Stop, Drop, and Budget! Where Does All Your Money Go So Fast?

Key Takeaways
  • The goal of any budget is to give you more control over your income, allowing you to prioritize both spending and saving habits.
  • When you understand how you spend money you can adjust unhealthy spending patterns, giving you more resources for higher priority needs such as debt reduction or retirement savings.
  • Small changes can make a big difference in your overall spending.

The budget process often creates resistance. It might feel like a burden or appear to be too hard or overwhelming to follow. In some cases, you may not want to change your spending habits, which can become a barrier to financial success. 

The reason for a budget is to give you more control over your financial resources so you can choose how much you will spend in various categories. When you understand where your money goes, you gain more control overspending. You choose your financial priorities and gain more financial freedom.  

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Principles to create a budget you will actually follow:

Track Your Spending for 30 days. The first step to a successful budget is to understand your current spending habits. With this information, you can create a budget based on actual spending rather than an educated guess. 

Some bills, like your house and car payment, are easy to calculate because they remain the same every month. Other expenses vary from week to week, making it is easy to underestimate the costs. Food and entertainment fall into the second category. 

When you track spending, you get a clearer picture of variable costs, which can help you identify areas where you can cut back.   

Separate Your Wants from Your Needs and necessities from luxuries. This may mean taking extra time to really evaluate and dig into what is important such as a coffee shop latte a day or coffee at home. Look over your monthly spending and identify which items are mandatory and which are wants. Dig in! It will start to feel good and rewarding to see the savings instead of instant gratification purchases that you used to think are ‘needs’, and now are calculated as ‘wants’.   Overall, your financial priorities and future goals will impact and help you decide what you call a ‘want’ versus a ‘need’.  This may not be as easy as forgoing a coffee shop latte. Take time reviewing everything. For example, one person might feel retirement contributions are a need, where another person might see it as a want.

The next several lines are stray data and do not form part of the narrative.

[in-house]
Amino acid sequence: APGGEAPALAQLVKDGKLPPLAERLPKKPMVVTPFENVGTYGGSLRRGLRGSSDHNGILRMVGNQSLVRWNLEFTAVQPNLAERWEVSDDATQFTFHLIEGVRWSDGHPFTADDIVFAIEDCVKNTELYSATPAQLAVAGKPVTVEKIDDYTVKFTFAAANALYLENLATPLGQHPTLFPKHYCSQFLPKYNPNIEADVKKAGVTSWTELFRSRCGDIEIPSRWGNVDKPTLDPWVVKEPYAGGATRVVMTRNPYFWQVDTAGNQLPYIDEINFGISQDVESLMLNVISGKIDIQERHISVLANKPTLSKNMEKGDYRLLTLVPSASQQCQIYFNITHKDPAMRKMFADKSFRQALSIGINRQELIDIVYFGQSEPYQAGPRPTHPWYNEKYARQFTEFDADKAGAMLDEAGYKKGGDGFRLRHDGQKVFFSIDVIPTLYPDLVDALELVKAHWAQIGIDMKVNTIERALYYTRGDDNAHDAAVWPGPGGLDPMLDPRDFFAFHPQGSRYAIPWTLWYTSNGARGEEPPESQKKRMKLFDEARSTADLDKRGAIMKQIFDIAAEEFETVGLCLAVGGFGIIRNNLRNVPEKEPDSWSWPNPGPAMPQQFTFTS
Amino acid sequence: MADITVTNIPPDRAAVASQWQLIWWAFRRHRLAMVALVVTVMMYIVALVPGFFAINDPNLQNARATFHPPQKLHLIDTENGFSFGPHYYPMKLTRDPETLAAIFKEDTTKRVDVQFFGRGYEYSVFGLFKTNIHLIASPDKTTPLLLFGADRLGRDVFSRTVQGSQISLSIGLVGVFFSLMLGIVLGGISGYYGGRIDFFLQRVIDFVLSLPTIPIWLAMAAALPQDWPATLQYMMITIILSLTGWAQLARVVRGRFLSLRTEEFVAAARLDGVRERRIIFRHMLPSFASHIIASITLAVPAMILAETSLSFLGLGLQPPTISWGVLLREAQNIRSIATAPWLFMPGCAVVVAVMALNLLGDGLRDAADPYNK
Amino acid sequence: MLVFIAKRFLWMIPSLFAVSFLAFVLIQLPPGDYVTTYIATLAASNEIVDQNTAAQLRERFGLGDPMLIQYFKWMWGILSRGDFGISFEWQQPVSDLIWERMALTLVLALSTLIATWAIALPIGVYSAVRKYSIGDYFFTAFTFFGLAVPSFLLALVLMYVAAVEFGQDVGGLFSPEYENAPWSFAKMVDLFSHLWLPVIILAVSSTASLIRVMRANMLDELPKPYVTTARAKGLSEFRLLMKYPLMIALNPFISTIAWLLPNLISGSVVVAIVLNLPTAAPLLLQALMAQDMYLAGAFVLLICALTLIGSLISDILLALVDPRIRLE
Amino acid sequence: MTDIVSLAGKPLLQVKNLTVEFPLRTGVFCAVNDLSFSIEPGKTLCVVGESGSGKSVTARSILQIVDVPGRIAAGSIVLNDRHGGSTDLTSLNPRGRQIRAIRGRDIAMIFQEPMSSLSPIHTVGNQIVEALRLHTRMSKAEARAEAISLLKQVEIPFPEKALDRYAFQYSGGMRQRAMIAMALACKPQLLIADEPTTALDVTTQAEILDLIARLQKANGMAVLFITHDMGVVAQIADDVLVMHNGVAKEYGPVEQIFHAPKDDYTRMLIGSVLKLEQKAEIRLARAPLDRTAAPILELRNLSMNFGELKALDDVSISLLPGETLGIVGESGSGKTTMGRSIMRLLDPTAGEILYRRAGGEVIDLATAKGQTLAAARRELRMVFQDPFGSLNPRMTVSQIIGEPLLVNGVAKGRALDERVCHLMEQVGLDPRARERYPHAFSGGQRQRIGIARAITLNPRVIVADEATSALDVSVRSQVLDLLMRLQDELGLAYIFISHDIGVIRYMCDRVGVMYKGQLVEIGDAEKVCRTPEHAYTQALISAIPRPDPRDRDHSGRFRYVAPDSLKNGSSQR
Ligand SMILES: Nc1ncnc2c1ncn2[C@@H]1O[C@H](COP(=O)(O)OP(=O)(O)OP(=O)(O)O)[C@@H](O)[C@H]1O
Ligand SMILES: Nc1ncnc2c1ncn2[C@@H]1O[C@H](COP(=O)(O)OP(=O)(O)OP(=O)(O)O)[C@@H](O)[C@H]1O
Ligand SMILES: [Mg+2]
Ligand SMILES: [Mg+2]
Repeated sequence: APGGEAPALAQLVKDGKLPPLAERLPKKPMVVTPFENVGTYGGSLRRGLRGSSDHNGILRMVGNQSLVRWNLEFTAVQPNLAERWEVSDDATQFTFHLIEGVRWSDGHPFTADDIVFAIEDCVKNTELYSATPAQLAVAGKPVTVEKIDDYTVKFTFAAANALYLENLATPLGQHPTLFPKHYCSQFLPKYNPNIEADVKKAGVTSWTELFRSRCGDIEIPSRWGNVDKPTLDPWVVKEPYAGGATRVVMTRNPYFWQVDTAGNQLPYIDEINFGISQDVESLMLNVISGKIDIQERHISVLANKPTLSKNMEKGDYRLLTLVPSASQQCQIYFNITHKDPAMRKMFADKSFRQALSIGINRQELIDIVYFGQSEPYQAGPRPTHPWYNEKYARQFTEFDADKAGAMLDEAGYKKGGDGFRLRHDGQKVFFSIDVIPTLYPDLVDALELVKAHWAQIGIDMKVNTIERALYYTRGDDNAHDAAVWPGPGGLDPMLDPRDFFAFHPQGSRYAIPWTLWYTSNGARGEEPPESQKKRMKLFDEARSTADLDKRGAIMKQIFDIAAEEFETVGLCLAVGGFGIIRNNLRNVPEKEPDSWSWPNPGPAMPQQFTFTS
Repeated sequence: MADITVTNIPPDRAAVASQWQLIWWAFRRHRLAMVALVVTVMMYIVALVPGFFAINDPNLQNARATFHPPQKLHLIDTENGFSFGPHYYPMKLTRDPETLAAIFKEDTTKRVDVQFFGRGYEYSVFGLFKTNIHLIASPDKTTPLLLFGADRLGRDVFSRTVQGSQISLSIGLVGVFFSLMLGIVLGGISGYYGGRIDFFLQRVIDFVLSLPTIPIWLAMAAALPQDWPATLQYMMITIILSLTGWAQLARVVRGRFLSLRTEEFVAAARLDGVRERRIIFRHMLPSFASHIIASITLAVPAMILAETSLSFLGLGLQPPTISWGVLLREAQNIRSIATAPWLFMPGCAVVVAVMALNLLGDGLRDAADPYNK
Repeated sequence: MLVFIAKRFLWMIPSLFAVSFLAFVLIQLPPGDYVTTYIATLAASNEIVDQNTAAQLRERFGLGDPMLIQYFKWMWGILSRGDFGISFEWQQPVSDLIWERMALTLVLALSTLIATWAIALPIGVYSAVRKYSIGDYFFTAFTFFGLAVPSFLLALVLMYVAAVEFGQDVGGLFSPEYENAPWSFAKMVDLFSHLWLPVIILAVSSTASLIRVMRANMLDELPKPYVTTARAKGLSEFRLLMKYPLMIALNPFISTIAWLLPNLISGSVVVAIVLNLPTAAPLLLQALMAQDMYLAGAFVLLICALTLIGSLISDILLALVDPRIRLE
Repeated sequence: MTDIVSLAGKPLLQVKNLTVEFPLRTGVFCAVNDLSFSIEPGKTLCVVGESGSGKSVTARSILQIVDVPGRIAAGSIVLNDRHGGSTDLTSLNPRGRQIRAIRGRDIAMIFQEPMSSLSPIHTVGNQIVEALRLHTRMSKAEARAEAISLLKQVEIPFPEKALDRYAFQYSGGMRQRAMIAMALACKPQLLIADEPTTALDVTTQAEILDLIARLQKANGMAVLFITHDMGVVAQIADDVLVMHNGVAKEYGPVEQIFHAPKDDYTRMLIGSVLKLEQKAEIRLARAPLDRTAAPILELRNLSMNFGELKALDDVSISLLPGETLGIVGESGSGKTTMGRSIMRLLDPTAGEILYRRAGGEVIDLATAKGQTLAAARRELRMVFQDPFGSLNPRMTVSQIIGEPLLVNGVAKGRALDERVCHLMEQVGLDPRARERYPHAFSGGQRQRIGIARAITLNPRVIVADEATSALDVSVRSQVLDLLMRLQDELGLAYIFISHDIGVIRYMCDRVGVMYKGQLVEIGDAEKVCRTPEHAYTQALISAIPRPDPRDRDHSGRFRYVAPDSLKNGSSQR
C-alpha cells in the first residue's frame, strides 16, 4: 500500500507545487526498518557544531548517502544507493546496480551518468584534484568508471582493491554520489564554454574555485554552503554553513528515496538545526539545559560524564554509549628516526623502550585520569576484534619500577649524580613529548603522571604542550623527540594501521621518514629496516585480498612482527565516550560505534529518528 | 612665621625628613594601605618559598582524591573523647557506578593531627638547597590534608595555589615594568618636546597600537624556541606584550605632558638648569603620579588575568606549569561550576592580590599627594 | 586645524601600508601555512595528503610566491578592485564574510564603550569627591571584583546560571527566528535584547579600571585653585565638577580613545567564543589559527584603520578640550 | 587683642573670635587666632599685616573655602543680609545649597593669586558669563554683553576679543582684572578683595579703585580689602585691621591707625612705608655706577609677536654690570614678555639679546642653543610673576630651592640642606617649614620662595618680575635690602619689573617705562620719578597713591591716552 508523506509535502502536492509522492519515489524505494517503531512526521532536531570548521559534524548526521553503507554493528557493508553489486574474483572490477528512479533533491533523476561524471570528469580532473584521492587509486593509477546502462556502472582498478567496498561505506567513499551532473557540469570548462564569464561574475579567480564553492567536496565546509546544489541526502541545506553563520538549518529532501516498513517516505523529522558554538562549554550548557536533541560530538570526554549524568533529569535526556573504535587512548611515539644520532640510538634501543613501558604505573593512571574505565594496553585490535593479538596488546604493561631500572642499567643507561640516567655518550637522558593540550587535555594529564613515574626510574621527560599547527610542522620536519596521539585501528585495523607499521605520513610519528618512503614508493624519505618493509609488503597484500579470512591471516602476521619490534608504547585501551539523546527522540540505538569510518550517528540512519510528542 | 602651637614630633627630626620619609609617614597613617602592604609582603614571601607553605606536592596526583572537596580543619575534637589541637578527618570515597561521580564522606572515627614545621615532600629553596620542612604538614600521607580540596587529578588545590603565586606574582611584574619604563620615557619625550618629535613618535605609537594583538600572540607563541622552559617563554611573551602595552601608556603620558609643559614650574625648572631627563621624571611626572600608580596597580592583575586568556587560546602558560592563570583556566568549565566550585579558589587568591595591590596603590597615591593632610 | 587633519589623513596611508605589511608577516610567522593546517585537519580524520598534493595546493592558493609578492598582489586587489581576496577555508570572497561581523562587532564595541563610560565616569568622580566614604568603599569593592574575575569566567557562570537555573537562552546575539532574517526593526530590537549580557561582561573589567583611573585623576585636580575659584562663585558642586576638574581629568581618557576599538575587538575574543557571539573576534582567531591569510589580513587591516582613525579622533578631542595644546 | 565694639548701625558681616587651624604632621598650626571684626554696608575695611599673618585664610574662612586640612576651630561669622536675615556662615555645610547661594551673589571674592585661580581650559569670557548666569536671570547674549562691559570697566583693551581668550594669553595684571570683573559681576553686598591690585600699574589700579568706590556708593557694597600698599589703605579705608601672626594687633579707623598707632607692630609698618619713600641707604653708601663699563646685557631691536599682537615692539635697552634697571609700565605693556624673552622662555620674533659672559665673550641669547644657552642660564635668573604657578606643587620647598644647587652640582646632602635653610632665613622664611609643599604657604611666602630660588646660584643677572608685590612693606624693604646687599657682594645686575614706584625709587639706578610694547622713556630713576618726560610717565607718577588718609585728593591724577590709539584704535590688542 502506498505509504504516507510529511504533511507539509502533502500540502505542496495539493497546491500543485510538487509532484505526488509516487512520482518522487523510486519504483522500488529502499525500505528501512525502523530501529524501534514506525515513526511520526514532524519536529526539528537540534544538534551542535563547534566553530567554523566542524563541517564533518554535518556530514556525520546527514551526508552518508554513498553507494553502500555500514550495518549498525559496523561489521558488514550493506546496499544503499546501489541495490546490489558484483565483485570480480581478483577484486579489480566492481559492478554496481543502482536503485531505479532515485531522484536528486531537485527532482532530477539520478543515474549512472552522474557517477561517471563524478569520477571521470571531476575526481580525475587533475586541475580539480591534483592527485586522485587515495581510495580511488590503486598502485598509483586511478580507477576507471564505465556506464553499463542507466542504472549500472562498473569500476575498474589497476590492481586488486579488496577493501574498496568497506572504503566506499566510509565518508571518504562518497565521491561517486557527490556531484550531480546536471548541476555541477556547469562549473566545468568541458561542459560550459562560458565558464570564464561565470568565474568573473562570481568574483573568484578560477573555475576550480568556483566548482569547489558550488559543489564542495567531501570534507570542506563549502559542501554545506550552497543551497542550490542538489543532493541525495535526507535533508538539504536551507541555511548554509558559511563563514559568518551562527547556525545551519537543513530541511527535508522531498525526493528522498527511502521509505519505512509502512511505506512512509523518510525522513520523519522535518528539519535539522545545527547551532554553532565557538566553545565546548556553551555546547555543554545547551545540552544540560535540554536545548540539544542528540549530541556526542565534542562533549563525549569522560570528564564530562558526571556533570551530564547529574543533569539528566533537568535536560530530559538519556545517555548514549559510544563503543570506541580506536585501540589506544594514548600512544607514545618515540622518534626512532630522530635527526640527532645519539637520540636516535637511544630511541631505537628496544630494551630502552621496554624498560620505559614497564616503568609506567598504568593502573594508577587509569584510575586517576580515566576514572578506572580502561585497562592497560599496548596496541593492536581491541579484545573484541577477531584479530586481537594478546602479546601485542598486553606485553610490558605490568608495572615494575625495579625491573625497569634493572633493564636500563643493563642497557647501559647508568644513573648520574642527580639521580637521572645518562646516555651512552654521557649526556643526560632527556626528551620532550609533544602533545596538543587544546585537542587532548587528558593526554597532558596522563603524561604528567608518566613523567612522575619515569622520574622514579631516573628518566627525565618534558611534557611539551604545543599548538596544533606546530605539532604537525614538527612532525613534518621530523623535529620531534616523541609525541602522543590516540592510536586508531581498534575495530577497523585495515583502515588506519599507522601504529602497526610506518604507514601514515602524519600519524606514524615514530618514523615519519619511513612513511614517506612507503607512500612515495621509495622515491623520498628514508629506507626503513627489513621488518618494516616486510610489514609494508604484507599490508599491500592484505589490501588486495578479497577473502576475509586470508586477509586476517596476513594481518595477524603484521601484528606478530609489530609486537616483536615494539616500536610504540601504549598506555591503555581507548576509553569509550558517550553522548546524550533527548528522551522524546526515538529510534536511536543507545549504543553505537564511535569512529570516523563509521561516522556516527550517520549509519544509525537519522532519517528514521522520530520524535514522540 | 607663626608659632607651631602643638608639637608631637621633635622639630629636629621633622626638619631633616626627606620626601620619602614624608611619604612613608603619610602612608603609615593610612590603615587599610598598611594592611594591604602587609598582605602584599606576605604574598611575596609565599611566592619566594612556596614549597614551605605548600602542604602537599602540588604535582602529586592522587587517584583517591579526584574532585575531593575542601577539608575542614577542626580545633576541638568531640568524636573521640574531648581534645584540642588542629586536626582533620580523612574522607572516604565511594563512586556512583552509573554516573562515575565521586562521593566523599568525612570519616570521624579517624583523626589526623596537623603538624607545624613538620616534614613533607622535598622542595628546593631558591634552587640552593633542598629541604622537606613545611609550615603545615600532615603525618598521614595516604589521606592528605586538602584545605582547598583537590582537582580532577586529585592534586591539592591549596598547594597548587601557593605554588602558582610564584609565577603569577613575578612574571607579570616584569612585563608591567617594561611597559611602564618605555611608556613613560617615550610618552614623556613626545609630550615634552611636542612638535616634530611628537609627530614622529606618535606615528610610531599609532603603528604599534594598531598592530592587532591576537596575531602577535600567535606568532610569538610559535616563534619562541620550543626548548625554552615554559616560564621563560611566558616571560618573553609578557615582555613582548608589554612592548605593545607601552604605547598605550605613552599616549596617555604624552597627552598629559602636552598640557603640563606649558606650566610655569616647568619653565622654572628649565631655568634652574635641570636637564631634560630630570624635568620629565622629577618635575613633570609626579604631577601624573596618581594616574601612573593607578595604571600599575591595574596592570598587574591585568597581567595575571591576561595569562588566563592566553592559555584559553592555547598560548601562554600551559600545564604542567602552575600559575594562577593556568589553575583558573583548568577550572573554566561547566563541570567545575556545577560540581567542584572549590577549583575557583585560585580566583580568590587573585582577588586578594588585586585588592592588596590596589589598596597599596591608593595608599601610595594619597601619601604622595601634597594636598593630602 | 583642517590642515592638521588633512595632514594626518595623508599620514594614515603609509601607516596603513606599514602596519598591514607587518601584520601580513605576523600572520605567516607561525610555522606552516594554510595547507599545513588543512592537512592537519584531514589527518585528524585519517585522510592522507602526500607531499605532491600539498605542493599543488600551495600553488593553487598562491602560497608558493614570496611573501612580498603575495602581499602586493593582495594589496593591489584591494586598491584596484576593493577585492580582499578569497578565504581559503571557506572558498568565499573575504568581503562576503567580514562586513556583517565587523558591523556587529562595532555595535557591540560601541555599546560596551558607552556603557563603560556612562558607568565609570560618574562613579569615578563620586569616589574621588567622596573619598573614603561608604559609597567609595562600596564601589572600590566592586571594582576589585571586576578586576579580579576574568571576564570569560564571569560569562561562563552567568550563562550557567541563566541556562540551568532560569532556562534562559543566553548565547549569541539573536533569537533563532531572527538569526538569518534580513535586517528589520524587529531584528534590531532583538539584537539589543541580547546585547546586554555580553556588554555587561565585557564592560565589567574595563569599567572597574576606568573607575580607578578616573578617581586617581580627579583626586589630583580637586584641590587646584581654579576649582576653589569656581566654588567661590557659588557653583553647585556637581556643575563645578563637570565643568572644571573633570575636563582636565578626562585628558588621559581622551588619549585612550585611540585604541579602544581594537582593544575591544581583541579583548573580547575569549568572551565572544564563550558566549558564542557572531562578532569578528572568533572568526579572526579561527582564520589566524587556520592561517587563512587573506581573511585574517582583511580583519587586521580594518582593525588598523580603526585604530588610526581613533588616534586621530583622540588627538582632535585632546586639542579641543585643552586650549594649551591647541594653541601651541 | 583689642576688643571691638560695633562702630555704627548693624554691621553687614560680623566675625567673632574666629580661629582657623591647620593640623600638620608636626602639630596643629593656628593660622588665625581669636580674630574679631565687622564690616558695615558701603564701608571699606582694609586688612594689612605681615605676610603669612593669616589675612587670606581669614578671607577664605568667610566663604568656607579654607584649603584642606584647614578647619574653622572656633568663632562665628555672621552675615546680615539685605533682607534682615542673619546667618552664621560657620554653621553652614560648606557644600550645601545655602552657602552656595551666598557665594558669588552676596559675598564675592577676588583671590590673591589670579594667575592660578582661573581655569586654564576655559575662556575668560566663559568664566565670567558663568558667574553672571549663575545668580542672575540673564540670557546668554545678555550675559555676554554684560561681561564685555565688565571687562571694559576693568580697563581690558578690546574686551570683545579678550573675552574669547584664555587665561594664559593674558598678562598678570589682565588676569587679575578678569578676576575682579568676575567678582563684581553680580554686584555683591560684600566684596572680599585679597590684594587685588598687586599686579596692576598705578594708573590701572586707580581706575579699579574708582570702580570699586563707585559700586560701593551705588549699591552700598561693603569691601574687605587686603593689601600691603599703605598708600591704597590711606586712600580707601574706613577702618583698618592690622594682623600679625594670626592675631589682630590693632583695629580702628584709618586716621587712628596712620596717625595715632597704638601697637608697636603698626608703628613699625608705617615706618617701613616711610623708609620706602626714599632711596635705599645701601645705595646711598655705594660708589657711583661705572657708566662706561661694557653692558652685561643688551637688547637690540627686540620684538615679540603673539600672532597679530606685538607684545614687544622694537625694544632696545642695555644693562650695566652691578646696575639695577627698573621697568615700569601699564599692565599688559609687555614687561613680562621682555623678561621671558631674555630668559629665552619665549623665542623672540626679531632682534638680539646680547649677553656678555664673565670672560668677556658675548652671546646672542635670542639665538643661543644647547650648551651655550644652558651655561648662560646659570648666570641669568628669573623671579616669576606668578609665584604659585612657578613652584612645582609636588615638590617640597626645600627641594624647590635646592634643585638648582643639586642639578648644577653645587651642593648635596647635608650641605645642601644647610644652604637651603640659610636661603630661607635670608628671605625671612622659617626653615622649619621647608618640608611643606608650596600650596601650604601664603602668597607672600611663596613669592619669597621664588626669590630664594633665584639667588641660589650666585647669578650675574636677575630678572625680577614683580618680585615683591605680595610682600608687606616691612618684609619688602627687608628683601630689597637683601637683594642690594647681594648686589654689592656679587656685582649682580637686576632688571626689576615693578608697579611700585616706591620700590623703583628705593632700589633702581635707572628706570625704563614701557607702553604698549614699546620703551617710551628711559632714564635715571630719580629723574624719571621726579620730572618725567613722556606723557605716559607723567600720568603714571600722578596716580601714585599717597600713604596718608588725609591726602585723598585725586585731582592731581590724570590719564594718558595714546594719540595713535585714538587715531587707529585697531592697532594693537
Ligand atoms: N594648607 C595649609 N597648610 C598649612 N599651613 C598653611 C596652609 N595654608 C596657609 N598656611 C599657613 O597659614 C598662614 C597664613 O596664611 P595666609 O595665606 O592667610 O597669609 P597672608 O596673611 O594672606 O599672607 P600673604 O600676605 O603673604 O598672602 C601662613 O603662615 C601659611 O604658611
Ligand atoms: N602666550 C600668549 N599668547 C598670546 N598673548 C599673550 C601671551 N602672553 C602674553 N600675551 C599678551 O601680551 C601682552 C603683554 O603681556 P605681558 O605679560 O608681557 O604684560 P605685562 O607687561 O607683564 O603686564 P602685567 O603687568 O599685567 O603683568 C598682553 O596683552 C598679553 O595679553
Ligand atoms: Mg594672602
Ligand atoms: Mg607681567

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Once you prioritize costs, you can adjust the discretionary portion of the budget to align with your financial priorities.  

Make Small Across the Board Cuts. One of the biggest mistakes in creating a budget is eliminating “unnecessary” spending. While you may not consider entertainment, eating out, and other discretionary costs as necessities.  

A successful budget works with your existing spending habits and slowly implements changes that can make a big impact. Trying to make drastic changes immediately can lead to a fast retreat and abandoning the budgeting process altogether. 

Instead of eliminating “fun” spending, cut back by 10%. Eat out one fewer times per week, dine at a less expensive restaurant, or find a coupon to lower the price of the meal. Each of these strategies gives you a similar experience while lowering costs. This step can establish a working budget that guides your spending.

Account for Changes in Income. The explosion of the “gig” economy translates to more variable income. Whether you drive for Uber, work part-time, volunteer for overtime, or receive commissions, when income varies, your budget needs to accommodate that reality. 

One strategy is to pay infrequent or quarterly bills in the months with higher income, allowing you to stay within your budget when you don’t have the extra income. Others budget without considering variable pay and use the extra for things like vacations or holidays.  

Don’t Forget Intermittent Bills. Not all bills come due every 30 days. Quarterly, semiannual, and annual bills can end up on a credit card if you don’t plan for the expense. Break intermittent bills into a monthly amount to set aside, so you have the full amount when the bill comes due. 

Final Thoughts

The budgeting process will increase your awareness of where you spend your income. Use this understanding to gain more control over your finances, enabling you to reach your financial goals more efficiently.  

  • Why do budgets fail?

     Creating and living within a budget requires more than just writing down your expenses. A budget is a working document that must also include a system to track spending and the flexibility to make adjustments. Online spending apps make it easier to establish and track spending, giving you the tools needed to successfully follow a budget. 

  • What is the hardest part of living within a budget?

     The two key elements to any successful budget are accurate estimates of spending needs and a way to track your progress. Any budget that misses either piece is doomed to fail. There is no right or wrong way to follow a budget, giving you the flexibility to find a system that works for you. 

  • How can I make a budget I can stick with?

    There are a few key steps in the planning process that will make following a budget easier. First is to take the time to understand where you spend money and what costs you have. Don’t forget to account for monthly, quarterly, and annual expenses. Next design your budget in a way that it feels like a guide rather than a restriction. Lastly, execute. Every week review spending and adjust the budget when needed.